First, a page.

Sometimes it’s fun to just play with the data from a random Wikipedia page. Today’s quest deals with next season’s NHL arenas.
The American Hockey League announced a few changes today!
Jackie Robinson broke the major league color barrier in 1947. Almost 11 years later, Willie O’Ree broke the NHL color barrier while playing for the Boston Bruins in a game against the Montreal Canadiens January 18, 1958.
Last summer I finally got to go see the Mariners play in Seattle. I had some plans to see other baseball games around the country, but fell short on time and money. So here is the updated map!
I REALLY don’t mean to pick on Rick DiPietro. But I am a mean girl.
I love going to away games. Nothing is better than 10-30K people hating you. It’s also wonderful to experience a new arena, a new crowd, a new atmosphere.
It took me a couple of weeks to find some time to update the timeline to reflect the new realignment. And so it goes. The NHL and all of its glory.
It looks like the NHL has proposed a new league realignment. It has yet to be approved, but this is what it would look like. Detroit and Columbus will move to the East while Winnipeg will move to the West.
With the future talks of a new Collective Bargaining Agreement, the NHL and NHLPA will discuss future changes to the NHL to help with issues of travel while keeping the majority of rivalries.
For the NHL Timeline, I wanted to look at how the league was formed and molded over time. I also wanted to look at how the logos evolved (should probably do this as a separate project). And of course I show the Stanley Cup winners.
After looking at the Nationality in the NHL for each season, I wanted to look at the total Nationality of the NHL from 1917 to 2012.
Buffalo Sabre’s Buffalo has gone through quite a few different changes. From the icon, to the cartoon-ish logo, to a simplified version, then back to the icon.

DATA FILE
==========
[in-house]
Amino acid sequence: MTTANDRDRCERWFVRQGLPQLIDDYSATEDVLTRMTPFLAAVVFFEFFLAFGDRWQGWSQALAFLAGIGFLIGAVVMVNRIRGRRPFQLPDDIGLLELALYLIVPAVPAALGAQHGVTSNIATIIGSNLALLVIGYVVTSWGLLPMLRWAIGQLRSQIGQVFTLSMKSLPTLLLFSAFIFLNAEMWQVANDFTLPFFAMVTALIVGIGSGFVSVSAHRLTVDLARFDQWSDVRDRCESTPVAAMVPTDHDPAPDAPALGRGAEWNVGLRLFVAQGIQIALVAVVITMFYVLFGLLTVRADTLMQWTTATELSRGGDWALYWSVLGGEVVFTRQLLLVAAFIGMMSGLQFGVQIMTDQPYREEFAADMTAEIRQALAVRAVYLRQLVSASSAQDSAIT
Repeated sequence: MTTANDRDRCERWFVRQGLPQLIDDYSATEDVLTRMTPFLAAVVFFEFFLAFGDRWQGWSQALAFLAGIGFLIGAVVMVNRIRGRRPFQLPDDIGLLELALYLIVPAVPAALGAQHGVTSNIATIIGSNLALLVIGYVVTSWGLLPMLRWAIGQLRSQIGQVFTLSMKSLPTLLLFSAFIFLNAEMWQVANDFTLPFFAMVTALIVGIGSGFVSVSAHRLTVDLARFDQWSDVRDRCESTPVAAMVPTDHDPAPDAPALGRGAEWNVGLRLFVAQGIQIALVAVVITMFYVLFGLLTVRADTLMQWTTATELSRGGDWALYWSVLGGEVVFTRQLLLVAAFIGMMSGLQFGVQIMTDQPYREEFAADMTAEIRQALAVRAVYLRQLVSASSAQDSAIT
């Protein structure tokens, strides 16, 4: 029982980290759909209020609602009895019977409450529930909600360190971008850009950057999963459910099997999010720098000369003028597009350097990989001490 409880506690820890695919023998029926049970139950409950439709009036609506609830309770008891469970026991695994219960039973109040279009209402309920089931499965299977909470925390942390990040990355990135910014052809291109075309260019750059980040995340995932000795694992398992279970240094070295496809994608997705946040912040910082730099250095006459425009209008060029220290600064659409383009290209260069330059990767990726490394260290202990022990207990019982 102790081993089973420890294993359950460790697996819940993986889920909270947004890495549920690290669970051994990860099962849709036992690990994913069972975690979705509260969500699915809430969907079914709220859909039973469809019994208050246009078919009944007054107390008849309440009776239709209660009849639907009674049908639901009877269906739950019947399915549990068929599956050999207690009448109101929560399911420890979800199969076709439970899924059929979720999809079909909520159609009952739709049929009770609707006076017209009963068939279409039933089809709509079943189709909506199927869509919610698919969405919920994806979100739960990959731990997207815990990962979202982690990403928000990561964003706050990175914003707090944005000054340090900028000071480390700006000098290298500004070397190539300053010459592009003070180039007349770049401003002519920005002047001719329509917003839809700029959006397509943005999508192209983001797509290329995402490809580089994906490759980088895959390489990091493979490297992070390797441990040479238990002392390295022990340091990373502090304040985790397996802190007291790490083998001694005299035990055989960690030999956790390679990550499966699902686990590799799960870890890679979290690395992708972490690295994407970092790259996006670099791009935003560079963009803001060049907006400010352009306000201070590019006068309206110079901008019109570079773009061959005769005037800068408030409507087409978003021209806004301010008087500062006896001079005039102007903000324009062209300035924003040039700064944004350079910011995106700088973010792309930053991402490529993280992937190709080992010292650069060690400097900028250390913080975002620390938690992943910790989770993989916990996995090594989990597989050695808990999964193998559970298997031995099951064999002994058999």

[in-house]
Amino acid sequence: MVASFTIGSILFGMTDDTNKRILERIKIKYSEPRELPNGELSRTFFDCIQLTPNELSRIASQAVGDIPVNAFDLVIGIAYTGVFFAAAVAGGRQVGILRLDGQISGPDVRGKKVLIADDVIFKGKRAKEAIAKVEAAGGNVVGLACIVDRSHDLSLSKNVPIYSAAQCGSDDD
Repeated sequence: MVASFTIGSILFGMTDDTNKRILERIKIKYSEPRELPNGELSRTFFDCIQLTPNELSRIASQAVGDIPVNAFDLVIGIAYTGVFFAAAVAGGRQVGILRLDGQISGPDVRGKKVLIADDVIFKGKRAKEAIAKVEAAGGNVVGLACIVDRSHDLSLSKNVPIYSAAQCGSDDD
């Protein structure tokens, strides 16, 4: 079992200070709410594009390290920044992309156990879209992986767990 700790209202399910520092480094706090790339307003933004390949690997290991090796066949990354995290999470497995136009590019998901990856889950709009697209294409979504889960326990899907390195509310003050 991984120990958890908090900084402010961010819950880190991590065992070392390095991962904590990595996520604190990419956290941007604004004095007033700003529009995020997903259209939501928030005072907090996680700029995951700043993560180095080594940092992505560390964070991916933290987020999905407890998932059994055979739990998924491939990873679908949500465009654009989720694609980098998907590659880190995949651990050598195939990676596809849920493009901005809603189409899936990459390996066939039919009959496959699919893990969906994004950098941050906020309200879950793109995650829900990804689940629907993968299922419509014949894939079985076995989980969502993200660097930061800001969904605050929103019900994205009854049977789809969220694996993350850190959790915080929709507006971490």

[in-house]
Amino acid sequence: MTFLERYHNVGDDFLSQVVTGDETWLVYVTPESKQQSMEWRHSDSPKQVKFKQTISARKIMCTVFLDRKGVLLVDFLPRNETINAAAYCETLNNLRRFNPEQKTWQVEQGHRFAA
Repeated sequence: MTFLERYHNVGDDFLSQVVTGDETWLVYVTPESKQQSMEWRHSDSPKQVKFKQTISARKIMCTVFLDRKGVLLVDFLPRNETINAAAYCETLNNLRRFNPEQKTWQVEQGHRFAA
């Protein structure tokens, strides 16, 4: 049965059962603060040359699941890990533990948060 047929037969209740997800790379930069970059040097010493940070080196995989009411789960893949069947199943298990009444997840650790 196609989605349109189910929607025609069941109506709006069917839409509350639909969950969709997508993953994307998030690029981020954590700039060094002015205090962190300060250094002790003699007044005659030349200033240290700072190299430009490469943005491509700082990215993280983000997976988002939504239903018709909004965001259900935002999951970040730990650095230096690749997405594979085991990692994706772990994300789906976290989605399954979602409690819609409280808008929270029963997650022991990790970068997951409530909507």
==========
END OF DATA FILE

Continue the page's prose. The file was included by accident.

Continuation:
After taking a look at the transformation of the National Hockey League through divisions and conferences, I wanted to add the number of teams throughout each season. I kept a simplified version of how the league was broken up into divisions and conferences.
While working on a giant time line of the NHL, I put together this wireframe of the NHL.
The size correlates to the years each franchise has existed in the NHL. The color represents the number of Stanley Cups each team has won. Dark gray mean more Stanley Cups. Light gray means fewer. Teams in red have not won a Stanley Cup.
After looking at the number of U.S. Players, I thought it would be nice to look at the nationality of the NHL as a whole by games played.
This July 4th I wanted to look at the U.S. born players in the NHL who played at least one game during any season. You can see a rise in U.S. players prior to World War 2. After the war, there was a slow increase in U.S. born players until the expansion era (1967). Although 6 new teams were added to the NHL, it took the expansion of 6 more teams by 1974 to increase the number of U.S. born players substantially. More NHL teams in the States = more NHL fans = more hockey camps = more American hockey players.